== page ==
Jacob Hall, 6 years old, died of a femoral artery laceration after being shot by a 14-year-old while he was at recess at his school. Another student and a teacher were wounded. Would a tourniquet have worked to save him?
“’The first-grader lost 75 percent of his blood from a bullet, which pierced his femoral artery in his thigh,’ officials said. He was rushed to Greenville Health System Children’s Hospital, where he had multiple surgeries after going into cardiac arrest.” NBC News, October 2016.
Tragically, Jacob ultimately succumbed to his wounds. No commercially available tourniquets were available at his school, leaving the school nurse with few good hemorrhage control options.
Despite over 10,000 applications and 2,000 lives saved by tourniquet placement during the Global War on Terror, the commercially available tourniquets being used by the Department of Defense were never designed for pediatric use.
Conceptually the two most common of the DOD issued tourniquets, the CAT and SOFT-Wide should work on kids as long as they can adequately circumferentially constrict the limb they are placed on. However, those devices are specified for adult service member limbs, not smaller sized child limbs.
The question becomes will commercially available tourniquets work on kids?
With the publication of Dr. Harcke’s study1 using 7th Generation CAT tourniquets on 60 children aged 6 to 16, we have even more data that commercially available tourniquets work just fine on children.
In the study, 7th generation CATs were placed on both the upper arm and thigh of 60 children. The tourniquets were tightened until distal Doppler pulse ceased or the windlass had been twisted 3 full turns (1080 degrees). This limit was chosen to decrease the pain of the tourniquet placement for the study. They acknowledged in actual application pain is irrelevant.
The CATS occluded 100% of the upper extremities and 93% of the thighs. One subject quit during thigh application secondary to pain, and another three could not be occluded despite three twists of the windlass. The three tourniquet applications that failed to occlude were in the oldest (14 to 16 years) age group and were obese.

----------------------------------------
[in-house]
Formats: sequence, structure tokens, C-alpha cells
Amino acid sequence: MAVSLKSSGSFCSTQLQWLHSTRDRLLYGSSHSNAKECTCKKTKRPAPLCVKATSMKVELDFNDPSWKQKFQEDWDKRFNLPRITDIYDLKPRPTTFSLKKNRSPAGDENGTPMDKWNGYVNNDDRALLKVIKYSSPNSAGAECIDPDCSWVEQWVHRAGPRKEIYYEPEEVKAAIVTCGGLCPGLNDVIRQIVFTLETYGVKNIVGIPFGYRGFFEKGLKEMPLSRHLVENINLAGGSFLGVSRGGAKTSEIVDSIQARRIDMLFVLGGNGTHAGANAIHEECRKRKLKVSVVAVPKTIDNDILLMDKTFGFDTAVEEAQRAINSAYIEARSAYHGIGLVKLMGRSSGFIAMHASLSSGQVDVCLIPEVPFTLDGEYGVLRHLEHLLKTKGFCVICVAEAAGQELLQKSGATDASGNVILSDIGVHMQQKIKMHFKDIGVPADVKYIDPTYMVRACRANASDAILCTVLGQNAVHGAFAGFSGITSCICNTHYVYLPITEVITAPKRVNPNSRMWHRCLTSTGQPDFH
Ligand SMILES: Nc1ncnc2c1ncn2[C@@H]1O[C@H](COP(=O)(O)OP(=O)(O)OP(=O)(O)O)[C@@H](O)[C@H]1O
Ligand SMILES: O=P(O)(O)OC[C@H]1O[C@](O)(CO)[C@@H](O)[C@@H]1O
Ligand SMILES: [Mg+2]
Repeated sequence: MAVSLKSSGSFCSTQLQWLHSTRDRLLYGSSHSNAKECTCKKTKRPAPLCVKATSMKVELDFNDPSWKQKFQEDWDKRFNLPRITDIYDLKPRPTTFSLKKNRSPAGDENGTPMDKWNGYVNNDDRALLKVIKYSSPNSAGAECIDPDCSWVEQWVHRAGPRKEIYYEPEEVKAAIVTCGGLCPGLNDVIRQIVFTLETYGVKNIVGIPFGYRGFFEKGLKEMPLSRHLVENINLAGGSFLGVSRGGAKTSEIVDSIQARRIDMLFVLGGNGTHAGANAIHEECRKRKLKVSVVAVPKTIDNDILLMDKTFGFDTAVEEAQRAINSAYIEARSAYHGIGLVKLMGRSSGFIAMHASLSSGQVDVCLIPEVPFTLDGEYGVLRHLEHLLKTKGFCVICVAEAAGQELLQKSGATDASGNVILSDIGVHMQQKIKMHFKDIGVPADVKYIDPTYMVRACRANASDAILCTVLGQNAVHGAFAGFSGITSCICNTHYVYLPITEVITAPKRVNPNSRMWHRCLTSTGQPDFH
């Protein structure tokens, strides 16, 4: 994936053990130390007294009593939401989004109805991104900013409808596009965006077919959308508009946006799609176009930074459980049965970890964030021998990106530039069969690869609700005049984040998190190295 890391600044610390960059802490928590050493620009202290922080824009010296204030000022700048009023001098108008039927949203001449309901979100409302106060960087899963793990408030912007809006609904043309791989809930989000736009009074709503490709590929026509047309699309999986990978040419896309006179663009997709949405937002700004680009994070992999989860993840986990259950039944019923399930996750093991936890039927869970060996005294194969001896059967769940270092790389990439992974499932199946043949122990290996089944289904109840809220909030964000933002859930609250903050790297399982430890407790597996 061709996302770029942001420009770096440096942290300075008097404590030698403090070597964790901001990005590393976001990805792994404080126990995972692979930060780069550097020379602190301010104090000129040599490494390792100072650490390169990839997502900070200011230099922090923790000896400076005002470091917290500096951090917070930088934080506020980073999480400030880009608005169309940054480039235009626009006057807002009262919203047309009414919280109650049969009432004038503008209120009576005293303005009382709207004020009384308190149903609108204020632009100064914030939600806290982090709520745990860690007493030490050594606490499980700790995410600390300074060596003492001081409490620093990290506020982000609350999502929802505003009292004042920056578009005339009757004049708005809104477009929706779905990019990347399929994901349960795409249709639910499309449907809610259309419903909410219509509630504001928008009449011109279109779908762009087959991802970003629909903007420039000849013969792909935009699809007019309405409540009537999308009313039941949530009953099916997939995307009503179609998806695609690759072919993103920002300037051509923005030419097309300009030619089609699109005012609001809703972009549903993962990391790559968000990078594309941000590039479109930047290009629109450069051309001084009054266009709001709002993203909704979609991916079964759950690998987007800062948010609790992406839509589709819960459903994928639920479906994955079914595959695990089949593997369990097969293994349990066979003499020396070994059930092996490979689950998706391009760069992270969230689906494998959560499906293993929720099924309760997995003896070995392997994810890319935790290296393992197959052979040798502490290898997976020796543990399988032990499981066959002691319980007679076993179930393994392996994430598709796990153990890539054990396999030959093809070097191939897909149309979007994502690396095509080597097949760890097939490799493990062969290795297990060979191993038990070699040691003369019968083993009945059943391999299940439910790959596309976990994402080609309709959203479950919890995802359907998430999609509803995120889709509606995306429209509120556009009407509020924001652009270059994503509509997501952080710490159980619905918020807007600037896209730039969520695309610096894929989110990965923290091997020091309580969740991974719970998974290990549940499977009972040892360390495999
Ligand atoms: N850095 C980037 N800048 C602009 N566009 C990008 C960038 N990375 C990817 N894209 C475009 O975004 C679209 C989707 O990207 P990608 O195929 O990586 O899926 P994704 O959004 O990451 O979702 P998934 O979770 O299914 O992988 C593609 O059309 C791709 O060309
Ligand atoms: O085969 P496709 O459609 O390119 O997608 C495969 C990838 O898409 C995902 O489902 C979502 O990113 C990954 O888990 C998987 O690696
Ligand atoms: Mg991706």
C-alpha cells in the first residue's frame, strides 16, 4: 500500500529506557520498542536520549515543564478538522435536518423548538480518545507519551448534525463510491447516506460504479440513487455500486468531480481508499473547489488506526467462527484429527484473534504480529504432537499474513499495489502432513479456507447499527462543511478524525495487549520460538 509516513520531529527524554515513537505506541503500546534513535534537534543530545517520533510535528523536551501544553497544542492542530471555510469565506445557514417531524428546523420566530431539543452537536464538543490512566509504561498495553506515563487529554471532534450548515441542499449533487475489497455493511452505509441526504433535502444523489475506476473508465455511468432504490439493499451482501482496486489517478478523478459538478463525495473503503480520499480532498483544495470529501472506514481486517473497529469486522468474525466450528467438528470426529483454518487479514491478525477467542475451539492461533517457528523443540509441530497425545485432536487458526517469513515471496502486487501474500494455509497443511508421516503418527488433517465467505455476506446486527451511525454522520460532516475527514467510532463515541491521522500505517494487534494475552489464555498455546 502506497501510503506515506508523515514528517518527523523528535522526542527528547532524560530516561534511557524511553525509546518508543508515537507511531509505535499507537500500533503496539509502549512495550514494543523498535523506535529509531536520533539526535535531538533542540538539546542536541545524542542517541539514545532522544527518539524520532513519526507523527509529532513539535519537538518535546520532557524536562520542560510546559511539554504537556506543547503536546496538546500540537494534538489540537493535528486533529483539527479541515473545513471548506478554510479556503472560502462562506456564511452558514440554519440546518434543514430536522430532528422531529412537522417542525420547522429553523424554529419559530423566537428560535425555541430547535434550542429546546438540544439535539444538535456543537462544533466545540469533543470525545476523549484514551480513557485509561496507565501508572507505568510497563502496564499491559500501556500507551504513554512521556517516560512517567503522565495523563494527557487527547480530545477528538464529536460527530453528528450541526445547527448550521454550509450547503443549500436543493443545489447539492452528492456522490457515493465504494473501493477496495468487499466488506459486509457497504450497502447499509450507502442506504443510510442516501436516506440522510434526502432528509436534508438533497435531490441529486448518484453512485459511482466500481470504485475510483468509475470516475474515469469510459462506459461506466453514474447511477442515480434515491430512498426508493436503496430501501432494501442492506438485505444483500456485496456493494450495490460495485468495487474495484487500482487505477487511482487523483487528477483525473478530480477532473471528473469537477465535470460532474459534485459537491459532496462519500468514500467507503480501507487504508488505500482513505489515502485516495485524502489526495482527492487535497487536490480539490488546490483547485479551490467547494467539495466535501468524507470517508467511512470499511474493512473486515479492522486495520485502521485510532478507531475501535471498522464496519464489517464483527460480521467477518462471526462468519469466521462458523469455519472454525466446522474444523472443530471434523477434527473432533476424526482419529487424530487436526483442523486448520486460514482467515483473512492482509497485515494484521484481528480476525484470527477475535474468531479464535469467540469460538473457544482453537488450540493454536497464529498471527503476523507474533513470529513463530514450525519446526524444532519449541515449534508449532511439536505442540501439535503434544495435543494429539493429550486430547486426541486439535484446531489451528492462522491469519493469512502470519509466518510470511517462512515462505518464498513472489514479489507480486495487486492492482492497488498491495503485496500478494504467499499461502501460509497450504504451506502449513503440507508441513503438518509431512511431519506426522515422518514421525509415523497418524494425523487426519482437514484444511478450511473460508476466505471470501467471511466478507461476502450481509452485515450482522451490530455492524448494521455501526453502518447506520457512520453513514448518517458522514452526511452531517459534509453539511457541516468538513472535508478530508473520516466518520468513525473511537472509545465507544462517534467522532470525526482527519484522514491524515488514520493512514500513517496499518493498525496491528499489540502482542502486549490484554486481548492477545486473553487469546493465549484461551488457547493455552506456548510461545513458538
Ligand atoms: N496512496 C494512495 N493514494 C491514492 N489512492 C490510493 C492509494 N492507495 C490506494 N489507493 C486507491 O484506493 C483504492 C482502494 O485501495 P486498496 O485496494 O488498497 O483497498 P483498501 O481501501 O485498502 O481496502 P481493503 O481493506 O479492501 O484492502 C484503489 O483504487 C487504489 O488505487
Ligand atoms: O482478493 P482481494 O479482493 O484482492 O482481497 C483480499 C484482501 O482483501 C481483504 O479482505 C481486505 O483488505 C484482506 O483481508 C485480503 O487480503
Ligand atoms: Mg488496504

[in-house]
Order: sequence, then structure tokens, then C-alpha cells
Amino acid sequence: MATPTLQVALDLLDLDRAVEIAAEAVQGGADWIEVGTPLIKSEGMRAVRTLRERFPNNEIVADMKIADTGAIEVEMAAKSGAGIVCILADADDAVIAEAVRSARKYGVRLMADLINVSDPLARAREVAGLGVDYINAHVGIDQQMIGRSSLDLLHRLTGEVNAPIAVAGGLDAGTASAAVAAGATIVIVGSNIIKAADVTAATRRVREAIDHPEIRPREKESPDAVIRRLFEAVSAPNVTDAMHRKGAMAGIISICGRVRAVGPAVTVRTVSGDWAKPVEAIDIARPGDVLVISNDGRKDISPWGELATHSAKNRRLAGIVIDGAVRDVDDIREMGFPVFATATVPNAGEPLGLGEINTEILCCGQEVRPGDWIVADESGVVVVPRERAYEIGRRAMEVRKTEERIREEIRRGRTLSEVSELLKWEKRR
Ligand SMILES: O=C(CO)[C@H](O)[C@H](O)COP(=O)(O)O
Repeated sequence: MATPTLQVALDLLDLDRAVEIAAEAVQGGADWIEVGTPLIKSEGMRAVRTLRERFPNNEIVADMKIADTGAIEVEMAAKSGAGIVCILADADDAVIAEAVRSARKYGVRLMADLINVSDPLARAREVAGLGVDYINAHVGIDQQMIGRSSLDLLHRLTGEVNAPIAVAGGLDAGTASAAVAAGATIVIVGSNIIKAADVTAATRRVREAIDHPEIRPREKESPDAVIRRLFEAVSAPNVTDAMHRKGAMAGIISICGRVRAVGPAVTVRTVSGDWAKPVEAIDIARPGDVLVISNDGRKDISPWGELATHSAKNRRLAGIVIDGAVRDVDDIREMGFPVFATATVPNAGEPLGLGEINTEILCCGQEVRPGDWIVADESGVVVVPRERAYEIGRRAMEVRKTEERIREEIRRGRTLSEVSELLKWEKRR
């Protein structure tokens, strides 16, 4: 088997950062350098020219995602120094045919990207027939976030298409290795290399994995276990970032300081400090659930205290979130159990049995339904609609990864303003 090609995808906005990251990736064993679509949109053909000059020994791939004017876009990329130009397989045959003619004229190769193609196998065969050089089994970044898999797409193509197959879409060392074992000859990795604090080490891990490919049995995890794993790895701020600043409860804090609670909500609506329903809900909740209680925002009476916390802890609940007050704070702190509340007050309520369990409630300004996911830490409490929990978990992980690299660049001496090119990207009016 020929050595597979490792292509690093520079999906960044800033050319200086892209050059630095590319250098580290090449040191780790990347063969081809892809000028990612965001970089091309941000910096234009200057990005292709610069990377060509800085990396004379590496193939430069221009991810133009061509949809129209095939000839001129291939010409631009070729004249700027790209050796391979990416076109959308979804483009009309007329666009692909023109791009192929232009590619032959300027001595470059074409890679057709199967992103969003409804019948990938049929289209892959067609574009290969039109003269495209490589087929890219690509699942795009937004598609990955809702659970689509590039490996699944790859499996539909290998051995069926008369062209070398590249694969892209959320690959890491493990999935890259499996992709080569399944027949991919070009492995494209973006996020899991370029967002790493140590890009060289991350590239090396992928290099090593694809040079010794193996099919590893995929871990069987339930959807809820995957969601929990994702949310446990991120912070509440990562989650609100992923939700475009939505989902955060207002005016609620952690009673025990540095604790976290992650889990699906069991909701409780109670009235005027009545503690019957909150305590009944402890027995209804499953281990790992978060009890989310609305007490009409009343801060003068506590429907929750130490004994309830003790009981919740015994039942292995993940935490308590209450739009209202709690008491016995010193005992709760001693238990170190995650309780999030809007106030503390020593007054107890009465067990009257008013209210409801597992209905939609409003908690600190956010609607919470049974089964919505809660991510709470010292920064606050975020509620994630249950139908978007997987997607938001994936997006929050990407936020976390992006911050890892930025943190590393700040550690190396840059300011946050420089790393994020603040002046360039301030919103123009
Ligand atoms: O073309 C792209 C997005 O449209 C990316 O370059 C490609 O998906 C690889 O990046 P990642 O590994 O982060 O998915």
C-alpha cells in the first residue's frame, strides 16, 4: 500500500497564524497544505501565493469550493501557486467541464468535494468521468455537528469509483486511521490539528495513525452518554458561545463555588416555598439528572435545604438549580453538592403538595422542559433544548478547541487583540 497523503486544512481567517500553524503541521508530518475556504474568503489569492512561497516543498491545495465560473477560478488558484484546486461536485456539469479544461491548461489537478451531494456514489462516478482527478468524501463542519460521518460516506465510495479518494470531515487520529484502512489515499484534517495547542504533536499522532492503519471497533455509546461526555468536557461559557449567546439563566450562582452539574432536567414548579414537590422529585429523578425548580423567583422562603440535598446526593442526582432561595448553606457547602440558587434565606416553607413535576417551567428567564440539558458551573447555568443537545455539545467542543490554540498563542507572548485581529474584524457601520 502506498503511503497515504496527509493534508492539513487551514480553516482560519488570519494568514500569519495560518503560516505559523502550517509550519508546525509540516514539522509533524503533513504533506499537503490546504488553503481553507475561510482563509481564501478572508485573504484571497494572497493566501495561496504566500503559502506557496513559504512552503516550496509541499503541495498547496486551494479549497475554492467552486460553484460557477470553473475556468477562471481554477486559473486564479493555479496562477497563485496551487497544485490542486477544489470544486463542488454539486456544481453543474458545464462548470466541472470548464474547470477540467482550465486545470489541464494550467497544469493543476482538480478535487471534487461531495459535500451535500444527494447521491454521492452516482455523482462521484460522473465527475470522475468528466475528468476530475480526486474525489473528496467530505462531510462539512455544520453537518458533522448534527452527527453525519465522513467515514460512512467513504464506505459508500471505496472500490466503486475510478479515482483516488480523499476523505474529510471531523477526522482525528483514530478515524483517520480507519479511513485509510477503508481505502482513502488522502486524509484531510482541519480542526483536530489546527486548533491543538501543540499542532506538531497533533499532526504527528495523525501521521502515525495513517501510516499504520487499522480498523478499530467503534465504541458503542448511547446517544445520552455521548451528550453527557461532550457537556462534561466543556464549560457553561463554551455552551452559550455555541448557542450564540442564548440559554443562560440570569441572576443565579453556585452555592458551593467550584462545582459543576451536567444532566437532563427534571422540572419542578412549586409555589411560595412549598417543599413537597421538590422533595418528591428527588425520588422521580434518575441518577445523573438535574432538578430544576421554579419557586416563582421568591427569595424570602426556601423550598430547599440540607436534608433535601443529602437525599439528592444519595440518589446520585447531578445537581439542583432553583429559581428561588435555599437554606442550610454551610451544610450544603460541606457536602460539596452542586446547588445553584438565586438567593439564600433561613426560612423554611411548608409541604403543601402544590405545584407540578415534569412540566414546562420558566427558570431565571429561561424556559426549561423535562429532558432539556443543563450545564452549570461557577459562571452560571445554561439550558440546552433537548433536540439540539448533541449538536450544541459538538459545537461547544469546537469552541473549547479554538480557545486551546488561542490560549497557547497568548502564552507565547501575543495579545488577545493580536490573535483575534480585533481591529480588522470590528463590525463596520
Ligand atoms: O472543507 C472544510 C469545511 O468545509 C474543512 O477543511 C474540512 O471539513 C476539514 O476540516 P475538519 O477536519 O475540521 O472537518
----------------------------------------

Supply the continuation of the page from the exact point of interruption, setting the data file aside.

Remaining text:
This is the largest tourniquet study using Doppler ultrasound to verify artery occlusion we are aware of in either adults or children. It is a nice compliment to the previous study by Dr. John Kragh.
Real-world experience supporting the efficacy of tourniquets on children
Previously, Dr. John Kragh, an orthopedic surgeon and military researcher on tourniquet use, studied 88 children seen in US Military Hospitals in Iraq and Afghanistan on whom US DOD tourniquets were placed. Children ranged in age from 4 to 17 years old. 64% were injured by explosions and 30% gunshot wounds. 7 of the 88 died. They identified no pediatric-specific problems in applying the tourniquets on kids despite the tourniquets being designed for adult casualties. The tourniquets seemed to work on kids just fine.
That is not surprising. Commercial tourniquets are more prone to failure on larger circumference limbs where they cannot fully occlude arterial flow. Placing adult spec’d devices on kids limbs, which are generally much smaller, might actually increase their likelihood of effectiveness. Additionally, kids are generally squishier than adults who may have co-morbidities like calcified and incompressible arteries. All of which should make it easier to occlude a child’s arterial flow.
Once again, the medical literature supports that commercial tourniquets work just fine on children. Now we have one study showing successful application of commercially available tourniquets on kids in a lab setting and another showing similar efficacy in real-world, combat applications.
How young of a kid might the tourniquet work on?
According to the World Health Organization and US CDC, 50% of boys and girls have arm circumferences at least 16.5 to 17.7 cm. There is no specific data on thigh circumference, but the average 6 to 12-month-old American baby is felt to have a thigh circumference of 8 inches / 20 cm. The SOFT Wide circumference is 6.75 inches / 17 cm. The CAT 6th and 7th generation are both about 7.75 inches / 19.5 cm.
What does all this mean?
Dr. Kragh’s study is the only prehospital review on commercial tourniquet use on kids. However, the CAT and SOF-T Wide would be expected to work as tourniquets on thighs as young as 6 to 12 months and arms beginning at about the 5-year-old range.
Just recently, the first case report of a commercially available tourniquet being placed on a child was published. A 7-year-old sustained a femoral artery laceration when a piece of metal flew out of a running lawnmower. Although in shock by the time prehospital providers arrived, he survived after a commercial tourniquet was placed, before transport to the hospital.
What do you do for massive hemorrhage on a kid’s arm too small for a tourniquet? Good clamshell direct pressure. It’s strong enough to occlude arterial flow in an adult male’s arm; it should work easily on a kid.
For an improvised tourniquet using the kid’s own clothing, check out a video using the child’s pants as a tourniquet with a windlass. Works on adults too.
1Harcke HT, Lawrence BA, Gripp HK, et all. Adult Tourniquet Use in School-Age Emergencies. Pediatrics. 2019,143(6)